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JCS
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PostPosted: Wed Jul 26, 2017 4:19 am    Post subject: Buggy Suspension Reply with quote

I just bought a VW dune buggy with shortened IRS chassis. It has not had any changed made to the suspension stiffness and rides rough. It has been many years since I have built or fooled with a buggy. What is the best way to soften up the ride?

I was thinking about removing one of the front torsion bars or installing a lowering kit and adding caster shims. I do want the front and rear a bit lower.

On the rear, I was thinking about moving the torsion bar one or two notches to soften up the rear. Now, the half shafts angle downward towards the wheels a bit and I think it would help with a slight angle upward to wheels ......for lowering and ride.
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oprn
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PostPosted: Wed Jul 26, 2017 4:40 am    Post subject: Re: Buggy Suspension Reply with quote

The first thing I would look at is tire pressure and size. Chances are pretty good that the last tire shop jacked the pressures up to maximum. Wider tires at lower pressures will go a long way to taking the harshness out of the ride as will taller sidewalls.

Lowering the ride height alone will do nothing to improve the ride. In fact if you go low enough you will need to stiffen it up to prevent dragging bottom.
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Dale M.
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PostPosted: Wed Jul 26, 2017 6:35 am    Post subject: Re: Buggy Suspension Reply with quote

JCS wrote:
I just bought a VW dune buggy with shortened IRS chassis. It has not had any changed made to the suspension stiffness and rides rough. It has been many years since I have built or fooled with a buggy. What is the best way to soften up the ride?

I was thinking about removing one of the front torsion bars or installing a lowering kit and adding caster shims. I do want the front and rear a bit lower.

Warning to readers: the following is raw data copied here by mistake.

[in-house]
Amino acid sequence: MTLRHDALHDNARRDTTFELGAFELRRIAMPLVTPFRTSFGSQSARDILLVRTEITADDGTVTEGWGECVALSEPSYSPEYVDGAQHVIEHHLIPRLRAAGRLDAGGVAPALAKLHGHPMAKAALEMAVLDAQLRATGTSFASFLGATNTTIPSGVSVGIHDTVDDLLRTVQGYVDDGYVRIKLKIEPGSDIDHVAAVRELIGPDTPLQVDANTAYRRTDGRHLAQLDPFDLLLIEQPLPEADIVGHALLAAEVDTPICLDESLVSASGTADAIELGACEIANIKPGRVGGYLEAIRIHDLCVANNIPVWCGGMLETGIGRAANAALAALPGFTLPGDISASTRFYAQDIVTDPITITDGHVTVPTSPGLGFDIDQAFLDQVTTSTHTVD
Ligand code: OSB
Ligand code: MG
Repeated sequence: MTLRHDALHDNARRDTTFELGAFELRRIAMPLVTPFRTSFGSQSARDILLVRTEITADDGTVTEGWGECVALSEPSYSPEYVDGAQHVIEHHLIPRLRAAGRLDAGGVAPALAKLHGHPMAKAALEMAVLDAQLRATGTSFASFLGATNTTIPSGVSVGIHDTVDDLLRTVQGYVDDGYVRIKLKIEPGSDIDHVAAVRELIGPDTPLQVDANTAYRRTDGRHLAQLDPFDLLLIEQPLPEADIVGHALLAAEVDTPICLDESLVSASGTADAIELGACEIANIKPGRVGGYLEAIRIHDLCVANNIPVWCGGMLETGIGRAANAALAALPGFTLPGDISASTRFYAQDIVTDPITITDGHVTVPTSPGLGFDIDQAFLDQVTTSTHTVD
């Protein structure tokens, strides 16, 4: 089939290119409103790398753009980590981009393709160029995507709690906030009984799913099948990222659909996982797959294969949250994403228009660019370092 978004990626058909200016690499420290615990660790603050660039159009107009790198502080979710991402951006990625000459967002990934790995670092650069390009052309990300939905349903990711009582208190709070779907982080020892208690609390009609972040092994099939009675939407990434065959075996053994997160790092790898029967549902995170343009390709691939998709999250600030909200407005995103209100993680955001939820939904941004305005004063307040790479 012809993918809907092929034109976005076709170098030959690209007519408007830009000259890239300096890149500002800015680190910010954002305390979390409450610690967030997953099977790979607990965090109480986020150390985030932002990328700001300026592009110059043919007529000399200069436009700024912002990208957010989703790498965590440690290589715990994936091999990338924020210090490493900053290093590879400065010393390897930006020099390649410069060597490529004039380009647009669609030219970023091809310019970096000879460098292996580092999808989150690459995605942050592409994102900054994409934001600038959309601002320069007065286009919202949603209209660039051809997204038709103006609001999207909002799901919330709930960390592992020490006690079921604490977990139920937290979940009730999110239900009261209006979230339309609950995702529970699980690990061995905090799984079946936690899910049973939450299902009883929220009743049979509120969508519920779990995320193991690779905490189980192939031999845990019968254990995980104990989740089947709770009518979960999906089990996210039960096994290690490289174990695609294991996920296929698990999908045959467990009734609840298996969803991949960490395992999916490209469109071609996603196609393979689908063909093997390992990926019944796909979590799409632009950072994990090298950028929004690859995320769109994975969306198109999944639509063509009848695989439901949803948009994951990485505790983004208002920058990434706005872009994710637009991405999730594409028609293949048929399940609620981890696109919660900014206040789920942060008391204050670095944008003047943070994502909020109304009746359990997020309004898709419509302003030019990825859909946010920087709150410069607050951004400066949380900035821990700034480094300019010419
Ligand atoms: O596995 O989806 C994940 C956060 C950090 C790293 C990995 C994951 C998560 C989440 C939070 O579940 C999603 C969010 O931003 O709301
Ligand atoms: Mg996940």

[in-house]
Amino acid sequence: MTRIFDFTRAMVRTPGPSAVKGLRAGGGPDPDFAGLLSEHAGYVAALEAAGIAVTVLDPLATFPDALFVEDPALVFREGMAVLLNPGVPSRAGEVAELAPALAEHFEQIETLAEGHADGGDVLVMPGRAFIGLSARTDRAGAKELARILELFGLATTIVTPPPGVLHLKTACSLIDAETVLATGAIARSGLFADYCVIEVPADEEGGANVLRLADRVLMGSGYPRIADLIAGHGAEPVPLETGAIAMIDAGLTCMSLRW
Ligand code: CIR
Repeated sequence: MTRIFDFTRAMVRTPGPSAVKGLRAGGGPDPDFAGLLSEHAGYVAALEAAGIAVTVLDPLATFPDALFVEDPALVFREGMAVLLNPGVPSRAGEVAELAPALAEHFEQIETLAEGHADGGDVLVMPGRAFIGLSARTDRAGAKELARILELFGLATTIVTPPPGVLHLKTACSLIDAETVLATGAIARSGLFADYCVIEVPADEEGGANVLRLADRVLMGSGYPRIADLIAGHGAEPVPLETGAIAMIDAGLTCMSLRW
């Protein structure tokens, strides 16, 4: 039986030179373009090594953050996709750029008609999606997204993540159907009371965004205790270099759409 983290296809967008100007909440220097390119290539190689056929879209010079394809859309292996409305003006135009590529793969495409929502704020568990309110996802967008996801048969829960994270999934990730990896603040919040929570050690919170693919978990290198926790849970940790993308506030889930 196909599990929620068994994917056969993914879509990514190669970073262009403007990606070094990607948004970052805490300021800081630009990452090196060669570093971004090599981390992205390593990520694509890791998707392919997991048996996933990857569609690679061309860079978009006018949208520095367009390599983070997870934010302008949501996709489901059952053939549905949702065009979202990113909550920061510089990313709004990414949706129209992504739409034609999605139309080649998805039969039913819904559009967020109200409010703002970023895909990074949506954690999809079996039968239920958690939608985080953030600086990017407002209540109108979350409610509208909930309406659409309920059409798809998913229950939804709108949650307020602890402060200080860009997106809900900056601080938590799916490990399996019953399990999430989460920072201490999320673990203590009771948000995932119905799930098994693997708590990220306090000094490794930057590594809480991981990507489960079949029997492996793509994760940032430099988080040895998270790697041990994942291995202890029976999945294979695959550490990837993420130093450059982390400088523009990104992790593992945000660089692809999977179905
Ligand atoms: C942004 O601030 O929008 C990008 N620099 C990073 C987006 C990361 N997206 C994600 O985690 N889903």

On the rear, I was thinking about moving the torsion bar one or two notches to soften up the rear. Now, the half shafts angle downward towards the wheels a bit and I think it would help with a slight angle upward to wheels ......for lowering and ride.


All of the above... Yes playing with spline setup in rear will change ride height and torsion bar preload, and by either removing some of the leaves in front torsion's or one set of bars completely and replace the thru rod will help in front... You are on right track with your thinking... Also adding adjuster in from beams will help adjust ride height... Also play with tire pressure... About 14-18 in fronts and 16 to 20 in rears make big difference, watch tire wear and maybe fool with temperature readings to tweak in pressures...

Dale
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JCS
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PostPosted: Wed Jul 26, 2017 12:54 pm    Post subject: Re: Buggy Suspension Reply with quote

With little weight on the front suspension, the trailing arms are angled down so much that the new vw shocks are almost out of the sleeve....therefore not having much travel. If I push down on the front of the car it is difficult to get it to go down an inch. Since there is no appreciable trailing arm travel over bumps, all the energy is transferred to the front of the car, making it want to bounce the front wheels light (unsafe). Using the adjusters in the front may be my best option with the lowering involved as well. I did a dune buggy back in the early 1970's and there I took out one set of torsion leaves. I just do not remember what I put in it's place. That was in the day before adjusters came along.

The rear has more travel because of the engine weight. I think maybe one notch will do unless someone has more experience on dune buggies and would suggest more. I think one notch would make the half shafts level or even angle up just a bit, lowering the car and giving a little more torsion travel.

I will check the tire pressure but this will not correct the severe trailing arm downward angle in the front.
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didget69
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PostPosted: Wed Jul 26, 2017 2:36 pm    Post subject: Re: Buggy Suspension Reply with quote

JCS wrote:
With little weight on the front suspension, the trailing arms are angled down so much that the new vw shocks are almost out of the sleeve....therefore not having much travel. If I push down on the front of the car it is difficult to get it to go down an inch.

I will check the tire pressure but this will not correct the severe trailing arm downward angle in the front.


...did you install new gas shocks in front?

bryan
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JCS
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PostPosted: Thu Jul 27, 2017 3:38 am    Post subject: Re: Buggy Suspension Reply with quote

I "just bought this buggy" 2 days ago so I did not install anything.

It has new shocks on it. I am not in need of any other shocks as I do not plan on jumping or off roading this car.......just a street buggy and then sell it down the road...maybe in a year.